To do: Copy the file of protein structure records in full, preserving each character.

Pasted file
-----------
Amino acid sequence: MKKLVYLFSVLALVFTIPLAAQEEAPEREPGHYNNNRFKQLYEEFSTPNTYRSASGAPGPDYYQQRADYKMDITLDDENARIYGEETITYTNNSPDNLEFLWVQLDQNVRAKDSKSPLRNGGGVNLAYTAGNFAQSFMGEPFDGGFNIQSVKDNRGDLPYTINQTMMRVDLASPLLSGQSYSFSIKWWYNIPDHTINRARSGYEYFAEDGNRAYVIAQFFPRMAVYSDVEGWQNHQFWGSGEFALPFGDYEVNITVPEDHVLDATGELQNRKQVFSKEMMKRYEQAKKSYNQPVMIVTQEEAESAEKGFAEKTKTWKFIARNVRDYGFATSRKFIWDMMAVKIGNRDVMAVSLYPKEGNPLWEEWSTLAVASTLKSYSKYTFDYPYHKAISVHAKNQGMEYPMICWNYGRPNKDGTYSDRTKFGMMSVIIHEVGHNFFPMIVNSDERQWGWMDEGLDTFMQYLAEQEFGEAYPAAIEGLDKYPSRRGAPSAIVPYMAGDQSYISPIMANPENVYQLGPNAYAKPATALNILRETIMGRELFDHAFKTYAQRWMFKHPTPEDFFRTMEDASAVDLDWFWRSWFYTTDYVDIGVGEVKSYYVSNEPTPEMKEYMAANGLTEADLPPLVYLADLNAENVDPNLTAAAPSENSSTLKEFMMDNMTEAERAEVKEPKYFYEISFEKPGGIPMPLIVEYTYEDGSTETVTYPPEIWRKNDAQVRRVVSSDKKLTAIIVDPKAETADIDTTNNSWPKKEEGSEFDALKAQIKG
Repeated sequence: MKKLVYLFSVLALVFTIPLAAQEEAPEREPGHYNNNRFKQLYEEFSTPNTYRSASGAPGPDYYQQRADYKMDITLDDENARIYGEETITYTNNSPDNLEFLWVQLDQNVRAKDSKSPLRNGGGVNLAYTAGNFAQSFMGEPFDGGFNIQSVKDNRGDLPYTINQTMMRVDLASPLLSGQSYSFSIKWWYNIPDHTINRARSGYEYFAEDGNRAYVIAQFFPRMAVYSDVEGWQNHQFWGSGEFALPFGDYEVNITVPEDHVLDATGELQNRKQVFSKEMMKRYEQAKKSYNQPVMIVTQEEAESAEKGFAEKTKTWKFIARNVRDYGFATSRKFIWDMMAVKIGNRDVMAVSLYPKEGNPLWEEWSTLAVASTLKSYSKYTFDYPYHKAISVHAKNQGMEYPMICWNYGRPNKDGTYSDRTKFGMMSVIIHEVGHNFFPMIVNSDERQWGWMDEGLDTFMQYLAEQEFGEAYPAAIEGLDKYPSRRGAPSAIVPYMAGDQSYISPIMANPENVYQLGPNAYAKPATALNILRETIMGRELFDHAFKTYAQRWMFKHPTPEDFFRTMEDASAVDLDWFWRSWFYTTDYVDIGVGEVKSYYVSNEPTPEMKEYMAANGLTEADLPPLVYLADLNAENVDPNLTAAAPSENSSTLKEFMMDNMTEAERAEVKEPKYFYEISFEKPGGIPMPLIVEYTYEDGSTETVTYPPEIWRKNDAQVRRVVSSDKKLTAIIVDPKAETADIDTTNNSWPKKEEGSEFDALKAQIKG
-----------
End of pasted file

Amino acid sequence: MKKLVYLFSVLALVFTIPLAAQEEAPEREPGHYNNNRFKQLYEEFSTPNTYRSASGAPGPDYYQQRADYKMDITLDDENARIYGEETITYTNNSPDNLEFLWVQLDQNVRAKDSKSPLRNGGGVNLAYTAGNFAQSFMGEPFDGGFNIQSVKDNRGDLPYTINQTMMRVDLASPLLSGQSYSFSIKWWYNIPDHTINRARSGYEYFAEDGNRAYVIAQFFPRMAVYSDVEGWQNHQFWGSGEFALPFGDYEVNITVPEDHVLDATGELQNRKQVFSKEMMKRYEQAKKSYNQPVMIVTQEEAESAEKGFAEKTKTWKFIARNVRDYGFATSRKFIWDMMAVKIGNRDVMAVSLYPKEGNPLWEEWSTLAVASTLKSYSKYTFDYPYHKAISVHAKNQGMEYPMICWNYGRPNKDGTYSDRTKFGMMSVIIHEVGHNFFPMIVNSDERQWGWMDEGLDTFMQYLAEQEFGEAYPAAIEGLDKYPSRRGAPSAIVPYMAGDQSYISPIMANPENVYQLGPNAYAKPATALNILRETIMGRELFDHAFKTYAQRWMFKHPTPEDFFRTMEDASAVDLDWFWRSWFYTTDYVDIGVGEVKSYYVSNEPTPEMKEYMAANGLTEADLPPLVYLADLNAENVDPNLTAAAPSENSSTLKEFMMDNMTEAERAEVKEPKYFYEISFEKPGGIPMPLIVEYTYEDGSTETVTYPPEIWRKNDAQVRRVVSSDKKLTAIIVDPKAETADIDTTNNSWPKKEEGSEFDALKAQIKG
Repeated sequence: MKKLVYLFSVLALVFTIPLAAQEEAPEREPGHYNNNRFKQLYEEFSTPNTYRSASGAPGPDYYQQRADYKMDITLDDENARIYGEETITYTNNSPDNLEFLWVQLDQNVRAKDSKSPLRNGGGVNLAYTAGNFAQSFMGEPFDGGFNIQSVKDNRGDLPYTINQTMMRVDLASPLLSGQSYSFSIKWWYNIPDHTINRARSGYEYFAEDGNRAYVIAQFFPRMAVYSDVEGWQNHQFWGSGEFALPFGDYEVNITVPEDHVLDATGELQNRKQVFSKEMMKRYEQAKKSYNQPVMIVTQEEAESAEKGFAEKTKTWKFIARNVRDYGFATSRKFIWDMMAVKIGNRDVMAVSLYPKEGNPLWEEWSTLAVASTLKSYSKYTFDYPYHKAISVHAKNQGMEYPMICWNYGRPNKDGTYSDRTKFGMMSVIIHEVGHNFFPMIVNSDERQWGWMDEGLDTFMQYLAEQEFGEAYPAAIEGLDKYPSRRGAPSAIVPYMAGDQSYISPIMANPENVYQLGPNAYAKPATALNILRETIMGRELFDHAFKTYAQRWMFKHPTPEDFFRTMEDASAVDLDWFWRSWFYTTDYVDIGVGEVKSYYVSNEPTPEMKEYMAANGLTEADLPPLVYLADLNAENVDPNLTAAAPSENSSTLKEFMMDNMTEAERAEVKEPKYFYEISFEKPGGIPMPLIVEYTYEDGSTETVTYPPEIWRKNDAQVRRVVSSDKKLTAIIVDPKAETADIDTTNNSWPKKEEGSEFDALKAQIKG